In an environment filled with skepticism about fair-value accounting, two CFOs of large financial-services companies — Bank of America Corp. and Freddie Mac — are speaking up for the practice of marking assets to market.
Their support came in very different arenas.
Joe Price, B of A’s finance chief, spoke directly in support of fair-value accounting at a Federal Reserve Bank of Chicago conference on Thursday. While he said there was room to “re-examine and improve” the mark-to-market approach, he also stressed that fair value is a key component “of risk control for market-based businesses,” Reuters reported. Price was participating in a panel at the Conference on Bank Structure and Competition, which has a theme of “Credit Market Turmoil: Causes, Consequences and Cures.”
Meanwhile, in reporting a smaller-than-expected first-quarter loss on Wednesday at Freddie Mac, CFO Buddy Piszel said that fair-value accounting changes were helping the government-sponsored mortgage lender expose investors to the actual underlying worth of its assets. In addition, the fair-value accounting change cut Freddie’s loss to $151 million from what would have been a loss of more than $2 billion.
Specifically, the accounting change led Freddie to reduce the value of net assets to a negative $5.1 billion on March 31, from a positive $12.6 billion at the end of the prior quarter, according to press reports. The costs of mortgage defaults were at the root of the plunge to negative ground, reflecting that assets have a lower estimated market value than the estimate value of its liabilities.
In an interview with the Wall Street Journal, Piszel said the negative fair value reflected distressed prices for mortgage securities, and had “no impact” on operations for long-term holders of mortgages, as Freddie Mac is. Some accounting changes at Freddie specifically reflect the value of the obligations for compensating those who invest in mortgage securities when the loans backing the securities default and result in losses.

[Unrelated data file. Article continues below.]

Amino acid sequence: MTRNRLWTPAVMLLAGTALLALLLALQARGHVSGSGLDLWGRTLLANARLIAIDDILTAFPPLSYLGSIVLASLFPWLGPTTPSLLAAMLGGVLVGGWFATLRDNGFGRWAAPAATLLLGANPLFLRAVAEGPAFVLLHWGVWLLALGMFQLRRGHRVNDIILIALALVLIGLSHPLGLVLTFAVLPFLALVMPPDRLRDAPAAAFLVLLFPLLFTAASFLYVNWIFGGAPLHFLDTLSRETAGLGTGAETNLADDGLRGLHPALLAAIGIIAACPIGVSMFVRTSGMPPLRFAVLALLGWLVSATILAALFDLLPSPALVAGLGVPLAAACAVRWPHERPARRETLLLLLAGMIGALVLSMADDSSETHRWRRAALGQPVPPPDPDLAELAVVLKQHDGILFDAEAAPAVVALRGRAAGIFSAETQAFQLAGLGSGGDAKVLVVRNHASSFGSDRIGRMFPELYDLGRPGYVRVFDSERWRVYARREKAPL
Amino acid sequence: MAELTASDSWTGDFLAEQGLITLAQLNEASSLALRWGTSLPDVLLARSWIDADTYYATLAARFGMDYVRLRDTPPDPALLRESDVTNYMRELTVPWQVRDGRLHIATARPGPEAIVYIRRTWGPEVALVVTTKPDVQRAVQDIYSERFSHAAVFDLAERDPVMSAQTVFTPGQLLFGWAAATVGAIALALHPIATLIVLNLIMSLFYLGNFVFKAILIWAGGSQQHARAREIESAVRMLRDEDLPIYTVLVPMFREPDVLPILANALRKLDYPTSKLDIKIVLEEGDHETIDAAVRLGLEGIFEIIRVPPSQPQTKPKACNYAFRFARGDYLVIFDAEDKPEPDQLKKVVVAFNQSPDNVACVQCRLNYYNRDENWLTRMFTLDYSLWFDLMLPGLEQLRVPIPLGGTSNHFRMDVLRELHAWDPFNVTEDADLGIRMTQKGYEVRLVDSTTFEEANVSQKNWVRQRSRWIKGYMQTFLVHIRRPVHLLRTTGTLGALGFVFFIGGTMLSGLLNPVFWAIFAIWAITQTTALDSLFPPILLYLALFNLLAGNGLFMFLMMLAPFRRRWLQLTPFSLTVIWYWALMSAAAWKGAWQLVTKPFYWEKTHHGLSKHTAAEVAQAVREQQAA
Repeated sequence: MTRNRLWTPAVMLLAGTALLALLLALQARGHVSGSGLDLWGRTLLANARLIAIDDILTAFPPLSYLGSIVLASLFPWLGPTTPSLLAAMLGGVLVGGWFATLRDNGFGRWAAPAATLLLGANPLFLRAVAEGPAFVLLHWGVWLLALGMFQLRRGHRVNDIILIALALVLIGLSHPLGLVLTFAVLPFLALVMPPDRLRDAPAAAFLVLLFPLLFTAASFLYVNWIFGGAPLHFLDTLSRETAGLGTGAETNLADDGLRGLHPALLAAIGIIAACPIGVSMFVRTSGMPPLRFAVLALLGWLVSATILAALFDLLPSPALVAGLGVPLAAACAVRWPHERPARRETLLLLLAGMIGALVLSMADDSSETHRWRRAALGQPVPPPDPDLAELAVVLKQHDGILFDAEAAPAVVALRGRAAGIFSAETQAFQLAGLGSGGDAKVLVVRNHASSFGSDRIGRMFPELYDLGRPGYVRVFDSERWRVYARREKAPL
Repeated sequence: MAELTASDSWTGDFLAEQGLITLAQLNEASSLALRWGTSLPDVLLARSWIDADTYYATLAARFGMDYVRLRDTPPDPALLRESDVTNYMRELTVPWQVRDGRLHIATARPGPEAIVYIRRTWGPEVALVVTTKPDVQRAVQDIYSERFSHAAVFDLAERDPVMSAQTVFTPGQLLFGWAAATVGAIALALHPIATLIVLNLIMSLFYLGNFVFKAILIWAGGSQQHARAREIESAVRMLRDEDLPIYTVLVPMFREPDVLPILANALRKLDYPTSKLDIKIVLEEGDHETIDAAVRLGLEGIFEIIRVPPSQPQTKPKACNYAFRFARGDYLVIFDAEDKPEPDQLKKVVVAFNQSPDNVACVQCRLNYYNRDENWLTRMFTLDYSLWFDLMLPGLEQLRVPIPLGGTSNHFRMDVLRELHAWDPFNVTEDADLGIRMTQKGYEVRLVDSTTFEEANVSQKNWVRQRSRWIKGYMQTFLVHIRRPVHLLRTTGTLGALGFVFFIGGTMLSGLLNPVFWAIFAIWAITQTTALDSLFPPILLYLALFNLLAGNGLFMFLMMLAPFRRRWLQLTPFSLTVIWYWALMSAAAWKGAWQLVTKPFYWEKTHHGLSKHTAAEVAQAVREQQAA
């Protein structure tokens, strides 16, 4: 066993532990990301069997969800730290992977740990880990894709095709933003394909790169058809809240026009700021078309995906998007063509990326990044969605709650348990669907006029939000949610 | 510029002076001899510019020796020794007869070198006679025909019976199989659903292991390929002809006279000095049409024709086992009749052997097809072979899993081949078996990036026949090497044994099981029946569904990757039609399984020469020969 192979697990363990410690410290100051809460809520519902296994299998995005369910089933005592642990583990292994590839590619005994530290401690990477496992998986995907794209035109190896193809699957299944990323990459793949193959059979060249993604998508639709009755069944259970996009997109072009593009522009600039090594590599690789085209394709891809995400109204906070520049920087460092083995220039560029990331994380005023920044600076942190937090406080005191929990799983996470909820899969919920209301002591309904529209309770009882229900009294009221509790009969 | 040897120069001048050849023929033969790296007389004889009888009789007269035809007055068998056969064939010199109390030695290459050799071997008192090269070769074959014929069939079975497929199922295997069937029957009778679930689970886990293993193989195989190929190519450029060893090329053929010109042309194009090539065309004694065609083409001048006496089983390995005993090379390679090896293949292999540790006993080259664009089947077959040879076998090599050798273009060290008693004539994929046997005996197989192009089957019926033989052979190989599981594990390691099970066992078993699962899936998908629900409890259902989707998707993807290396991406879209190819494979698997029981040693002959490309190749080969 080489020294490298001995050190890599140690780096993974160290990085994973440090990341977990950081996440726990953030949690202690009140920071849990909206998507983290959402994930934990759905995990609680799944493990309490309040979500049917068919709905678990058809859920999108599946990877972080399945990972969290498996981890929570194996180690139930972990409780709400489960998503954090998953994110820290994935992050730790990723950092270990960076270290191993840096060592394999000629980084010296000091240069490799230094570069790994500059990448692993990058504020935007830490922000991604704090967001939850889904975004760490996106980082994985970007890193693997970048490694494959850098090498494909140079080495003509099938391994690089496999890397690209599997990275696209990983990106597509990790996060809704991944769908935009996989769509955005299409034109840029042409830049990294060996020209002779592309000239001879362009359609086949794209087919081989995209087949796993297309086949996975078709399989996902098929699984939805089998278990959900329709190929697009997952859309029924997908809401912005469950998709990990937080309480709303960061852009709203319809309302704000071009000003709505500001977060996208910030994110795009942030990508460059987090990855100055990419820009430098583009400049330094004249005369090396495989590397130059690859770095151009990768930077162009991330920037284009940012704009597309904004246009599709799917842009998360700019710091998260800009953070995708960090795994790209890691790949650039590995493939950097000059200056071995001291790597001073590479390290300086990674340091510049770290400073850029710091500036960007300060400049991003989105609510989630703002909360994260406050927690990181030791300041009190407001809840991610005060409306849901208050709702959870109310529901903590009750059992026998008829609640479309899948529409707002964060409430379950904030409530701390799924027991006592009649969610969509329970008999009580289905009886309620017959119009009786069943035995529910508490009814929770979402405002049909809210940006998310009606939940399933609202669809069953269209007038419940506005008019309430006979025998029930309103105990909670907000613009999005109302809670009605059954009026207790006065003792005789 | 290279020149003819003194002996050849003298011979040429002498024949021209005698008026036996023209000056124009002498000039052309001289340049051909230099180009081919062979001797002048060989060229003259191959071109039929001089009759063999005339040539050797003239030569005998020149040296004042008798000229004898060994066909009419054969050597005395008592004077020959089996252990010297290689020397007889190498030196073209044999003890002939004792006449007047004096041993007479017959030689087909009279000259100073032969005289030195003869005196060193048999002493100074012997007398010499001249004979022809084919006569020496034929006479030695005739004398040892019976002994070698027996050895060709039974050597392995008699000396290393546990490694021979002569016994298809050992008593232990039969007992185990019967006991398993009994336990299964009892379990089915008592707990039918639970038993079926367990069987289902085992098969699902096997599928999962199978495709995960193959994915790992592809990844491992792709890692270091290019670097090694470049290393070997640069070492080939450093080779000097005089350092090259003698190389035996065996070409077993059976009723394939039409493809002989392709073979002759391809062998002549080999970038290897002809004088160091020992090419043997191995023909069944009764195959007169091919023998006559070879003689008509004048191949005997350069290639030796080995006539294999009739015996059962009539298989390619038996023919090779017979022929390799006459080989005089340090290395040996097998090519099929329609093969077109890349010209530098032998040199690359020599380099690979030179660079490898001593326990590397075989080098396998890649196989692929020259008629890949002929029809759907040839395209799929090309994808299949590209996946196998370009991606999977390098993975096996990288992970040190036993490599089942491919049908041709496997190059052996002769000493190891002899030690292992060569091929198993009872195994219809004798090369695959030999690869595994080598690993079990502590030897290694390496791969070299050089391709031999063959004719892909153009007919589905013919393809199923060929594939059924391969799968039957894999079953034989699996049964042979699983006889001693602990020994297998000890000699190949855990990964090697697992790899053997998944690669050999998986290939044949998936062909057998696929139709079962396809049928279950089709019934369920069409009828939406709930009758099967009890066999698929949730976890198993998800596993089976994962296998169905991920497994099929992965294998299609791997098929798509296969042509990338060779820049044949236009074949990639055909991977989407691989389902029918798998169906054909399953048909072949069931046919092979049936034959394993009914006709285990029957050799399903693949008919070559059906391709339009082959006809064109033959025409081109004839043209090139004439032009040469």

Piszel also said that its regulator, the Office of Federal Housing Enterprise Oversight (Ofheo), was “aware of all of the accounting ahcnges and has taken no exception to them.”
Ofheo last week reduced the capital cushion that its two charges — Freddie Mac and Fannie Mae — resulting in a bid by Fannie to raise $6.5 billion in new capital to bolster the balance sheet. On Wednesday, Freddie said the move would allow Freddie to raise $5.5 billion in capital, through a split of common shares and preferred stock. However, CFO Piszel continued to caution that Freddie’s losses from bad mortgages and foreclosed properties would rise to at least $3.1 billion this year. “We would have to acknowledge that credit is worse,” he said in remarks quoted by the Associated Press.
In his talk to the Chicago Federal Reserve Bank, B of A’s Joe Price acknowledged that fair-value accounting will force many banks and investment firms to recognize huge losses related to the ongoing credit crunch. However, he added, “it is probably bringing to light some areas where the risk was underestimated, either in size or severity,” according to Reuters. Still, he said: “We would assert that changing the applicable accounting system will not address the more fundamental question related to risk assessment.”
Price’s remarks were somewhat surprising given that he operates in an industry quite negatively impacted by fair-value accounting principles, which have caused banks and brokerages to take multi-billion-dollar write-offs over the past year.
The B of A CFO also defended the concept of “principles-based” accounting, often championed overseas for the way it provides companies with more latitude for following broad accounting guidelines, rather than the rules-based U.S. approach.
Reuters noted that the six largest global accounting firms are pushing for worldwide adoption of International Financial Reporting Standards, which are generally more principles-based, a trend Price called positive.
He stressed, though, that it will be tough to move toward IFRS without reforms that would prevent lawyers from suing over specific rule violations, according to the report.